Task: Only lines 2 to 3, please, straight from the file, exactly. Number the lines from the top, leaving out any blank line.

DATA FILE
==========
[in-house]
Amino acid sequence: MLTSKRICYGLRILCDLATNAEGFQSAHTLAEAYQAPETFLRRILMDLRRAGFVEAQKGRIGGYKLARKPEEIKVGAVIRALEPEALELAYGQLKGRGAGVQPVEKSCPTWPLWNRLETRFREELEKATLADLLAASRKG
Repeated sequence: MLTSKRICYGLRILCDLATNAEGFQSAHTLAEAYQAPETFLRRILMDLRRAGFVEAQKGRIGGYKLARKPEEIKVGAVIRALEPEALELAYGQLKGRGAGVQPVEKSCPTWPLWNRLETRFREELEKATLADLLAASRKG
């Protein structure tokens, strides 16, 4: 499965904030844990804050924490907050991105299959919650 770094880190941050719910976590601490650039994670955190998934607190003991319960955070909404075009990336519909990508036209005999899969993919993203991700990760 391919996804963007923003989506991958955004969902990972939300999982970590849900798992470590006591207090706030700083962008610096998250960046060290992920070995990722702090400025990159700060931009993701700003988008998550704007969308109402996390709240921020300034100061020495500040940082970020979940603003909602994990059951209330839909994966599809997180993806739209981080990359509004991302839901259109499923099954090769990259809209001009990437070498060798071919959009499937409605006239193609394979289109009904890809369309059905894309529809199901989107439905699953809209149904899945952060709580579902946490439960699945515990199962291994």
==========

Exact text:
Amino acid sequence: MLTSKRICYGLRILCDLATNAEGFQSAHTLAEAYQAPETFLRRILMDLRRAGFVEAQKGRIGGYKLARKPEEIKVGAVIRALEPEALELAYGQLKGRGAGVQPVEKSCPTWPLWNRLETRFREELEKATLADLLAASRKG
Repeated sequence: MLTSKRICYGLRILCDLATNAEGFQSAHTLAEAYQAPETFLRRILMDLRRAGFVEAQKGRIGGYKLARKPEEIKVGAVIRALEPEALELAYGQLKGRGAGVQPVEKSCPTWPLWNRLETRFREELEKATLADLLAASRKG